That is the kind of jingoistic apologetic explanation that all military powers give when defetaed: "They were able to defeat us because they were like us". For example, some people attributed the Japanese victories of 1942 to the former studies of the Japanese commander (Admiral Yamamoto) in America! Regarding Spartacus, the tradition of him being a Roman auxiliary was late (II century) and essentially without evidence. Plutarch even described Spartacus as "Hellenic" (???). It was of course possible that Spartacus had served in the Roman Army, but that was obviously also the case for thousands of Roman auxiliaries (at least in the same number as the true legionaries). It's clear that there were never thousands of Spartacus; basic Roman infantry training was hardly enough to become a Hannibal or an Alexander. Besides, please note it was a standard excuse; the same was said about Arminius after Teutoteburg. Plainly, you didn't have to be a Roman to be a good general. Just ask Surena (the Parthian that crushed Crassus)
2) Spartacus had an army with good moral. They all fought for freedom, and so one could argue that they had a edge over the Roman legionaries. The Spartacus army knew that they had a good commander that they trusted, and so they obeyed all orders without hesitation.
All rebel slaves have fought for their freedom ever, without exception; the military performance of the vast majority has been rather poor. As any general and soldier know, a good moral is not enough. Besides, most of the available sources consistently reported notorious signs of insubordination and lack of discipline from Spartacus' army. In fact, most of the other rebel slaves that we know by name were killed (with their men) for having disobeyed Spartacus (ie, Crixus, Gannicus, Castor). Edited by sylla

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PS: the fullest account on the former professional life of Spartacus was reconstructed by the Roman historian Florus (II century):

" the man who, from being a Thracian mercenary, had become a soldier, and from a soldier a deserter, then a highwayman, and finally, thanks to his strength, a gladiator."

 

This account was openly and utterly apologetic; Florus knew "not what name to give to the war" at which "the latter men of the worst class

Edited by sylla

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All rebel slaves have fought for their freedom ever, without exception; the military performance of the vast majority has been rather poor. As any general and soldier know, a good moral is not enough. Besides, most of the available sources consistently reported notorious signs of insubordination and lack of discipline from Spartacus' army. In fact, most of the other rebel slaves that we know by name were killed (with their men) for having disobeyed Spartacus (ie, Crixus, Gannicus, Castor).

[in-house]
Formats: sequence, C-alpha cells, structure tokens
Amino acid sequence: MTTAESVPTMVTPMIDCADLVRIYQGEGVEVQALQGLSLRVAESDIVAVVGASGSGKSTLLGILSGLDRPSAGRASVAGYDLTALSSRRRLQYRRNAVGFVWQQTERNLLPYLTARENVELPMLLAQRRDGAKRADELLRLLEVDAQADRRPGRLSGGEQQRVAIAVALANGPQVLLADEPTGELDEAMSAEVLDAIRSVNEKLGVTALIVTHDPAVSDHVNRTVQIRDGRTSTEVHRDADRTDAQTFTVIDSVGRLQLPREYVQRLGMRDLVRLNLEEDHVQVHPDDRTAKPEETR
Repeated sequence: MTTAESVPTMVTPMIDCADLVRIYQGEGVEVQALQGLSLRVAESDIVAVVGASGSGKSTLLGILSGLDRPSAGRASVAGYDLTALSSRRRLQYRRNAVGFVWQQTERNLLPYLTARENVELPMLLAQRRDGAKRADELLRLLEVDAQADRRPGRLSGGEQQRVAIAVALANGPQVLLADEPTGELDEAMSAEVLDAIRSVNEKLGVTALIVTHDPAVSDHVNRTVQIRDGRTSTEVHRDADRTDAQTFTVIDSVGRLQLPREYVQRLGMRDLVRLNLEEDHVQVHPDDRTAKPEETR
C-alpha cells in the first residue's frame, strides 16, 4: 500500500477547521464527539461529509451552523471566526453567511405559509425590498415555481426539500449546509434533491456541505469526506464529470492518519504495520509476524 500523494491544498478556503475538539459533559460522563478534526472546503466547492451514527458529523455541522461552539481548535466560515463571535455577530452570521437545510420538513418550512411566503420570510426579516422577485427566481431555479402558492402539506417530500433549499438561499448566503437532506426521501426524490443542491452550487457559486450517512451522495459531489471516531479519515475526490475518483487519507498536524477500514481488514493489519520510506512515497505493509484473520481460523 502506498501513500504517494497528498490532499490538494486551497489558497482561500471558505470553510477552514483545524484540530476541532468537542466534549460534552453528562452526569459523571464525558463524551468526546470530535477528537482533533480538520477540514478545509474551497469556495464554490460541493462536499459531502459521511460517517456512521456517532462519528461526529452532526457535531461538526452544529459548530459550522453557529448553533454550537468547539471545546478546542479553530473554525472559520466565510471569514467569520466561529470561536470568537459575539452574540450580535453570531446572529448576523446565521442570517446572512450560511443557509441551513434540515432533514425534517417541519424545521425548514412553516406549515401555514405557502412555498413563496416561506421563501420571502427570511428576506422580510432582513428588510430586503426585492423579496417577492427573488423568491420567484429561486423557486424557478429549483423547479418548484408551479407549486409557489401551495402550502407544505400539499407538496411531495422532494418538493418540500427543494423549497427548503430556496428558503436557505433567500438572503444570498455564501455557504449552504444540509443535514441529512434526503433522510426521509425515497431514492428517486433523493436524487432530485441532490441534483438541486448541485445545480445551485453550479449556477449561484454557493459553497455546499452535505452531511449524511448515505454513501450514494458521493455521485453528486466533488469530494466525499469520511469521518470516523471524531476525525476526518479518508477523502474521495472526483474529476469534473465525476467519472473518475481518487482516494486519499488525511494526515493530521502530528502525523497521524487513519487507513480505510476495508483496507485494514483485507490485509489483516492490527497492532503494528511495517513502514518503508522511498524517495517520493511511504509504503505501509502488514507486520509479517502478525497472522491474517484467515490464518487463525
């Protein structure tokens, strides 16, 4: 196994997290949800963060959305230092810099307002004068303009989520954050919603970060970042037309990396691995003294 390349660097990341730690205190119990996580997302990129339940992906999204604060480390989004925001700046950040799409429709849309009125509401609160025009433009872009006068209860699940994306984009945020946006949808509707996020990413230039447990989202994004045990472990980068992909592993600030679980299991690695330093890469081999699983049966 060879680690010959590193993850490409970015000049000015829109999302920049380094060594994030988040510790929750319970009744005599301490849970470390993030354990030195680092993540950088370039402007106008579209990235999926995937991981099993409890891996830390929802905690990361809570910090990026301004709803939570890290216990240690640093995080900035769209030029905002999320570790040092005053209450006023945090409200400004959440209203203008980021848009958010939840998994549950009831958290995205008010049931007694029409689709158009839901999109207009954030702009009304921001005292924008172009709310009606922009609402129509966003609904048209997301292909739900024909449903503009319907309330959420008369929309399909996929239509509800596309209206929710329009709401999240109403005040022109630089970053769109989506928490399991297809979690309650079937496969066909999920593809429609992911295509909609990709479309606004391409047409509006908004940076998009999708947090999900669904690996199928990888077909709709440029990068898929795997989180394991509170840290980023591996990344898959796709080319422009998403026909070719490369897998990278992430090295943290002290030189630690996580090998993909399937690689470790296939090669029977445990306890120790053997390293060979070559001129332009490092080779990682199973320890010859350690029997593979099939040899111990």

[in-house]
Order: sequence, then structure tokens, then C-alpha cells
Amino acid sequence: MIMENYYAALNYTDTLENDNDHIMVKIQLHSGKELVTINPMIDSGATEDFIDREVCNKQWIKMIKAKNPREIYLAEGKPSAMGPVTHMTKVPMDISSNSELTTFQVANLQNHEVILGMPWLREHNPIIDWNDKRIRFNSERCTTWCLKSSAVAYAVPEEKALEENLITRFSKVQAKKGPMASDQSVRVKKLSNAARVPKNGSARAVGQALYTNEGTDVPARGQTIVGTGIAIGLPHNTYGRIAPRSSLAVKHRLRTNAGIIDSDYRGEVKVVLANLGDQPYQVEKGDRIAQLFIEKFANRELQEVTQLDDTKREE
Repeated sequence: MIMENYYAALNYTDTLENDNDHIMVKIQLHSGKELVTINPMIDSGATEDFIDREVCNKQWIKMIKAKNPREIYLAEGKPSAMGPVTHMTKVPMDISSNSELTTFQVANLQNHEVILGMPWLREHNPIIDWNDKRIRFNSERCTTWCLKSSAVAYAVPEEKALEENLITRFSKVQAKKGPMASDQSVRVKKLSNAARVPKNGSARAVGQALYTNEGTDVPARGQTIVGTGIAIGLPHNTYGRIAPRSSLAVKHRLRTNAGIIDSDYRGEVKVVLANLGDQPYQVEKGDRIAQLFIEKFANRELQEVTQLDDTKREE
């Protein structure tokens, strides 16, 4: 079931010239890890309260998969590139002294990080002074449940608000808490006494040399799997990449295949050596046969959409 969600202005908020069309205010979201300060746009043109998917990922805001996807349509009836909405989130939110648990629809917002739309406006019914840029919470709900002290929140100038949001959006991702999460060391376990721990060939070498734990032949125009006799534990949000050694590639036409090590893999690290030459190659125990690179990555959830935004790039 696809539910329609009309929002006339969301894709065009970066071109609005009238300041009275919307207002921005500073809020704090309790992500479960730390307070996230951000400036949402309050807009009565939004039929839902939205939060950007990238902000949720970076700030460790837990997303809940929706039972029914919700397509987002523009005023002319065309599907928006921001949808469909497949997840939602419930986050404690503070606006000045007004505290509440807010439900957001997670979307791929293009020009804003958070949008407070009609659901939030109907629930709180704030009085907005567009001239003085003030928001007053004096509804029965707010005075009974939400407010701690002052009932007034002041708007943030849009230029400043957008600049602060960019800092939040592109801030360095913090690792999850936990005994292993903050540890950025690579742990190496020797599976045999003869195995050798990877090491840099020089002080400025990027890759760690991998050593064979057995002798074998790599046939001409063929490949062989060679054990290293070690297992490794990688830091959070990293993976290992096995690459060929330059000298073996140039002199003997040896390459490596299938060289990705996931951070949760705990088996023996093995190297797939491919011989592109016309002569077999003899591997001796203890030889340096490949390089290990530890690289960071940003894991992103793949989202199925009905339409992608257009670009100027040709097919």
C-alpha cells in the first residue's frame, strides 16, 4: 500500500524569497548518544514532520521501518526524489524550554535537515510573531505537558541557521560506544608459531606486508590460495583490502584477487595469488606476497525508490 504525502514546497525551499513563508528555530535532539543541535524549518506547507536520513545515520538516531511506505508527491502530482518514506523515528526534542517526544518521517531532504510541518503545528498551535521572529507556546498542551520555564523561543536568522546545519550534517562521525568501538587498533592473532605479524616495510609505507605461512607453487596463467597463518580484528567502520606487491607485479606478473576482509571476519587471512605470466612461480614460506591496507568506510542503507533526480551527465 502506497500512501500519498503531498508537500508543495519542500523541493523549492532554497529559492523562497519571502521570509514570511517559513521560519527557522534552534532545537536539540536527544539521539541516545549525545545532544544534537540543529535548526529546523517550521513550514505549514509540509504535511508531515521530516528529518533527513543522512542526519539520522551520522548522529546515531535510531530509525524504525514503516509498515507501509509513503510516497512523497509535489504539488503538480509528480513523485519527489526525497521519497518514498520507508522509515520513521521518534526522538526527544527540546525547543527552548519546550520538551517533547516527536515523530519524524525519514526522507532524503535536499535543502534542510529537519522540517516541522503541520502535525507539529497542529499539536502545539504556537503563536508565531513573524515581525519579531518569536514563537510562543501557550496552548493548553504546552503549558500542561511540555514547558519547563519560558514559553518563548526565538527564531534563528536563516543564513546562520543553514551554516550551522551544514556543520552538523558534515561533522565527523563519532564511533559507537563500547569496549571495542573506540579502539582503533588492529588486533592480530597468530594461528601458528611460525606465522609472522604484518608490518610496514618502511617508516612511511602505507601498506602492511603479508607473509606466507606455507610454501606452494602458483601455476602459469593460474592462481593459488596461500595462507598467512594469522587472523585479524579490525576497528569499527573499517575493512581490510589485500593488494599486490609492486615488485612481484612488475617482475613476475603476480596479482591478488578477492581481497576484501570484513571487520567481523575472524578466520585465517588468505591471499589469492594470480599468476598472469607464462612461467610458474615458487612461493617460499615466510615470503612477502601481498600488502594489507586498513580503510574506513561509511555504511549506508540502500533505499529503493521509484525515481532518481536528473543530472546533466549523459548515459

I suppose it is true that many deserted Spartacus. But it was only because they argued over what they should do. Spartacus always wanted to go and get through the Alps, while Crixus wanted to stay and fight. So of course those that wanted to stay and fight would die. If they had stayed with Spartacus they might have lived. But I agree then that the army was divided and were not all thinking the same way.

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I suppose it is true that many deserted Spartacus. But it was only because they argued over what they should do. Spartacus always wanted to go and get through the Alps, while Crixus wanted to stay and fight. So of course those that wanted to stay and fight would die. If they had stayed with Spartacus they might have lived. But I agree then that the army was divided and were not all thinking the same way.
Actually, what the Spartacus' opposition wanted (according to virtually all our sources) was to continue plundering and raiding Italy.

 

The plans of the rebels are not entirely clear; if they were indeed running to their homelands (purportedly Gaul and Thrace), why would they have turned backwards after having utterly defeated the proconsul C. Cassius (of Cisalpine Gaul) and his two Legions (10,000 men) in Mutina? (Late 72 BC).

 

From where I am, I can see two likely non-exclusive explanations:

 

- Cassius' defeat may not have been so definitive as depicted by Plutarch and other sources, and he might have been expecting reinforcements soon (eg, from Fonteius in Transalpine Gaul or Curio in Macedonia).

 

- Most of the rebels might actually have been either slaves from other provinces or peasants from Campania, Lucania and Bruttium; in the last moment, Gaul and Thrace would have simply seemed not friendly enough for them.

Edited by sylla